FIG. 3 shows another exemplary Schottky diode 100 fabricated and configured in accordance with one or more aspects of the disclosure. The diode 100 has a lateral orientation with outer and inner electrodes 102, 104 spaced from one another at a surface 106 of a semiconductor substrate 108. The diode 100 thus has a lateral conduction path similar to the embodiments described above. The diode 100 also includes an integrated JFET structure 110 configured with upper and lower gate regions 112 and 114 in a manner similar to the embodiments described above. The upper gate region 112 is disposed at the surface 106 laterally adjacent to the inner electrode 104. The lower gate region 114 is buried in the semiconductor substrate 108 between the conduction path and a buried device isolating layer 116. The buried device isolating layer 116 is linked to a device isolating well 118 by a link region 120. The lower gate region 114 and the link region 120 may be formed via a common implant as described above.

The diode 100 differs from the above-described embodiments in the configuration of the integrated JFET structure 110. In this embodiment, the upper and lower gate regions 112 and 114 laterally overlap one another. The overlap in this example has a width y on either side of the diode 100. The overlap may also be present in the other lateral dimension, as in an embodiment having a square-shaped layout similar to the one shown in FIG. 2. The overlap may orient the JFET structure 110 vertically rather than diagonally. The overlap need not correspond with the width of the upper gate region 112 as shown. The lateral width of the lower gate regions in the embodiments of FIGS. 1-3 may vary.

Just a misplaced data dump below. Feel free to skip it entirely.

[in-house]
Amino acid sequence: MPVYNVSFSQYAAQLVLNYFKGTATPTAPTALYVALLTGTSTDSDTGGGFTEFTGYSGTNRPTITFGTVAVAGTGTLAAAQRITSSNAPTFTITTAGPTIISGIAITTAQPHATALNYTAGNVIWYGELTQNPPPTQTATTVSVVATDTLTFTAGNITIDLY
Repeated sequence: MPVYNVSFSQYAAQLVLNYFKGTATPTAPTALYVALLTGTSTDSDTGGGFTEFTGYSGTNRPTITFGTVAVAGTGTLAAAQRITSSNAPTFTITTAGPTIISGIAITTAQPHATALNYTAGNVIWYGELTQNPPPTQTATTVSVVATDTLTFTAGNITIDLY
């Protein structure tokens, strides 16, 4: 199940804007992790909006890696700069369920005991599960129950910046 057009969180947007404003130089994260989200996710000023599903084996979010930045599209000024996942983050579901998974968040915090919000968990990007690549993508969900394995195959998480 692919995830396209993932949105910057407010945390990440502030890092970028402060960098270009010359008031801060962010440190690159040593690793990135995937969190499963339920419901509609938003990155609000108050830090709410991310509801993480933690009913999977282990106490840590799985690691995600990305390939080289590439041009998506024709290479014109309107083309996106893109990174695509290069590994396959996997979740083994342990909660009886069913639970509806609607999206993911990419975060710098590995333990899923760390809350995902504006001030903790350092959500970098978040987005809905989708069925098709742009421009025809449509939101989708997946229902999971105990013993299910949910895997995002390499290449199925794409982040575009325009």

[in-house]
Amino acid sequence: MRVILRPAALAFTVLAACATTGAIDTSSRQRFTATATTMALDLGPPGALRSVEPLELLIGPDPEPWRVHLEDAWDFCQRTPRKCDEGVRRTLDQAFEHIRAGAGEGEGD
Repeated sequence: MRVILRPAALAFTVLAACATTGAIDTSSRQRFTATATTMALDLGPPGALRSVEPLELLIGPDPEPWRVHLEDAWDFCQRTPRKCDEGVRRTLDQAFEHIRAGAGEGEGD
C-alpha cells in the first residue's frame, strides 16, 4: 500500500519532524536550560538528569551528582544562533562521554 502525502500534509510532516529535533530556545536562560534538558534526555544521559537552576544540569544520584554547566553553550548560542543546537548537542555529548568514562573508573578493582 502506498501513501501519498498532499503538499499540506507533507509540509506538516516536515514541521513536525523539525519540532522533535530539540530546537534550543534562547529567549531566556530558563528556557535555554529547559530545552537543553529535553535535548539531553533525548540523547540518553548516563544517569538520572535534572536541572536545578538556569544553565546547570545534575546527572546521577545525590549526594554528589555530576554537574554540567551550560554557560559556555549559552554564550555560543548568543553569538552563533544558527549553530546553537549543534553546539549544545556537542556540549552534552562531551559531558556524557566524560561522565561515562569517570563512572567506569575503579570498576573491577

The overlap may increase the proximity of the upper and lower gate regions 112 and 114. The increased proximity may, in turn, increase the extent to which the conduction path of the device 100 is depleted of charge carriers. The more extensive depletion region may increase the breakdown voltage and decrease the leakage current for the device 100. However, the increased presence of the oppositely doped gate regions 112 and 114 may reduce the number of charge carriers for forward conduction. The resulting decrease in conductivity is the tradeoff for the improvements in the breakdown voltage and leakage current levels.

FIGS. 4-7 present embodiments in which an JFET structure has a ring-shaped lower or buried gate region to decrease or minimize the overall amount of p-type doped material near the diode conduction path. The presence and location of the lower gate region remains directed to depleting the conduction path as described above. The ring shape attempts to achieve such depletion while maintaining a desired conductivity level.

As shown in FIGS. 4 and 5, a Schottky diode 130 includes an integrated JFET structure 132 having a ring-shaped lower or buried gate region 134. The JFET structure 132 also includes an upper gate region 136, which may be configured in a manner similar to the upper gate regions of the embodiments described above. In this example, the lower gate region 132 is laterally spaced from the upper gate region 134, although other lateral locations may be used. The ring shape of the lower gate region 134 is shown more clearly in FIG. 5. The ring shape of the lower gate region 132 means that the area directly under or below a central or inner portion 138 of a p-type well 140 (an outer edge 141 of which is shown via dashed line) of the Schottky diode 130 is not doped n-type until the depth of a buried device isolating layer 142 (FIG. 4) is reached. The presence of the central or inner portion 138 increases the availability of majority charge carriers for use during operation in forward conduction mode.